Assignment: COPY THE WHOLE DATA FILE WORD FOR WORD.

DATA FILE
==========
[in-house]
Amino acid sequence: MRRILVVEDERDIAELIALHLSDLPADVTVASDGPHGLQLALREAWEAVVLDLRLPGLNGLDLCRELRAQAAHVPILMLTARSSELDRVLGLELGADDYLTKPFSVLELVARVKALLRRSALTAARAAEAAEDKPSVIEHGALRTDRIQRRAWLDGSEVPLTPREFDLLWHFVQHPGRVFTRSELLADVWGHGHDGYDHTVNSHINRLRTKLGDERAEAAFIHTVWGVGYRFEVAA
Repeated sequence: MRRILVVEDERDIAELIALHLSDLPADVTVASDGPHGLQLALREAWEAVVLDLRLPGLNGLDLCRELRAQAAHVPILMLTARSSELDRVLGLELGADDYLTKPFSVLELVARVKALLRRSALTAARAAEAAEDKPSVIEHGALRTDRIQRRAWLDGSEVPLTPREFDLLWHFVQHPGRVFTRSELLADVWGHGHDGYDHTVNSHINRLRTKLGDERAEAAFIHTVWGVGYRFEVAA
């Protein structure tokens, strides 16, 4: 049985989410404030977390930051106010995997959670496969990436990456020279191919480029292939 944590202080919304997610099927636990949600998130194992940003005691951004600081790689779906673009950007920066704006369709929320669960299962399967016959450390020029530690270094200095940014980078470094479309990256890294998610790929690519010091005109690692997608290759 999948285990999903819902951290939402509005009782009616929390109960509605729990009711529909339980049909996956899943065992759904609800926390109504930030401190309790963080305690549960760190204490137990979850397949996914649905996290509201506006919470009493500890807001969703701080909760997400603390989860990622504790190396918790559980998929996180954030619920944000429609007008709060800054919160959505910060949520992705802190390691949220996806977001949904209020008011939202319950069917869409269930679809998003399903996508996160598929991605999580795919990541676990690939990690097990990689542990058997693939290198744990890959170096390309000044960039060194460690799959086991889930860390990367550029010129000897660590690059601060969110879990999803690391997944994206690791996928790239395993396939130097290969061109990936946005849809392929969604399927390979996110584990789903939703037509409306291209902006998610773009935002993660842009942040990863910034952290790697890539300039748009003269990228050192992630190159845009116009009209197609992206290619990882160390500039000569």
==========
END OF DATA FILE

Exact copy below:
[in-house]
Amino acid sequence: MRRILVVEDERDIAELIALHLSDLPADVTVASDGPHGLQLALREAWEAVVLDLRLPGLNGLDLCRELRAQAAHVPILMLTARSSELDRVLGLELGADDYLTKPFSVLELVARVKALLRRSALTAARAAEAAEDKPSVIEHGALRTDRIQRRAWLDGSEVPLTPREFDLLWHFVQHPGRVFTRSELLADVWGHGHDGYDHTVNSHINRLRTKLGDERAEAAFIHTVWGVGYRFEVAA
Repeated sequence: MRRILVVEDERDIAELIALHLSDLPADVTVASDGPHGLQLALREAWEAVVLDLRLPGLNGLDLCRELRAQAAHVPILMLTARSSELDRVLGLELGADDYLTKPFSVLELVARVKALLRRSALTAARAAEAAEDKPSVIEHGALRTDRIQRRAWLDGSEVPLTPREFDLLWHFVQHPGRVFTRSELLADVWGHGHDGYDHTVNSHINRLRTKLGDERAEAAFIHTVWGVGYRFEVAA
């Protein structure tokens, strides 16, 4: 049985989410404030977390930051106010995997959670496969990436990456020279191919480029292939 944590202080919304997610099927636990949600998130194992940003005691951004600081790689779906673009950007920066704006369709929320669960299962399967016959450390020029530690270094200095940014980078470094479309990256890294998610790929690519010091005109690692997608290759 999948285990999903819902951290939402509005009782009616929390109960509605729990009711529909339980049909996956899943065992759904609800926390109504930030401190309790963080305690549960760190204490137990979850397949996914649905996290509201506006919470009493500890807001969703701080909760997400603390989860990622504790190396918790559980998929996180954030619920944000429609007008709060800054919160959505910060949520992705802190390691949220996806977001949904209020008011939202319950069917869409269930679809998003399903996508996160598929991605999580795919990541676990690939990690097990990689542990058997693939290198744990890959170096390309000044960039060194460690799959086991889930860390990367550029010129000897660590690059601060969110879990999803690391997944994206690791996928790239395993396939130097290969061109990936946005849809392929969604399927390979996110584990789903939703037509409306291209902006998610773009935002993660842009942040990863910034952290790697890539300039748009003269990228050192992630190159845009116009009209197609992206290619990882160390500039000569």